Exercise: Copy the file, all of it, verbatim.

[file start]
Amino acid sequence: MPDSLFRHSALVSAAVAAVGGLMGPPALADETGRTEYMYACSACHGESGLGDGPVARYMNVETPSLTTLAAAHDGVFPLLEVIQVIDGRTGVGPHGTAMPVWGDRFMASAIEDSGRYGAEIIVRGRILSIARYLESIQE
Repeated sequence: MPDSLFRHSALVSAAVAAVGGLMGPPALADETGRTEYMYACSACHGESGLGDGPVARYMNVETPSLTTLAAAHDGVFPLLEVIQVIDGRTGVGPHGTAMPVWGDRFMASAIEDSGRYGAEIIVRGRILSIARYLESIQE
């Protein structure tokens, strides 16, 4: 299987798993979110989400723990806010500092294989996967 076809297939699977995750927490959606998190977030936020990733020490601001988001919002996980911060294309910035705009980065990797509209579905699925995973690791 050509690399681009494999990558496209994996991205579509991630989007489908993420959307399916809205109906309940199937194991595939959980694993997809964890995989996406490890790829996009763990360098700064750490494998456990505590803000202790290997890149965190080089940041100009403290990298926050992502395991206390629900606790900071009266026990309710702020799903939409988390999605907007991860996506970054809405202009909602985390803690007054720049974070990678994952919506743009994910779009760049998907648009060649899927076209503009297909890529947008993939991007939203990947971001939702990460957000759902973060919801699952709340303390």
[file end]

Amino acid sequence: MPDSLFRHSALVSAAVAAVGGLMGPPALADETGRTEYMYACSACHGESGLGDGPVARYMNVETPSLTTLAAAHDGVFPLLEVIQVIDGRTGVGPHGTAMPVWGDRFMASAIEDSGRYGAEIIVRGRILSIARYLESIQE
Repeated sequence: MPDSLFRHSALVSAAVAAVGGLMGPPALADETGRTEYMYACSACHGESGLGDGPVARYMNVETPSLTTLAAAHDGVFPLLEVIQVIDGRTGVGPHGTAMPVWGDRFMASAIEDSGRYGAEIIVRGRILSIARYLESIQE
């Protein structure tokens, strides 16, 4: 299987798993979110989400723990806010500092294989996967 076809297939699977995750927490959606998190977030936020990733020490601001988001919002996980911060294309910035705009980065990797509209579905699925995973690791 050509690399681009494999990558496209994996991205579509991630989007489908993420959307399916809205109906309940199937194991595939959980694993997809964890995989996406490890790829996009763990360098700064750490494998456990505590803000202790290997890149965190080089940041100009403290990298926050992502395991206390629900606790900071009266026990309710702020799903939409988390999605907007991860996506970054809405202009909602985390803690007054720049974070990678994952919506743009994910779009760049998907648009060649899927076209503009297909890529947008993939991007939203990947971001939702990460957000759902973060919801699952709340303390």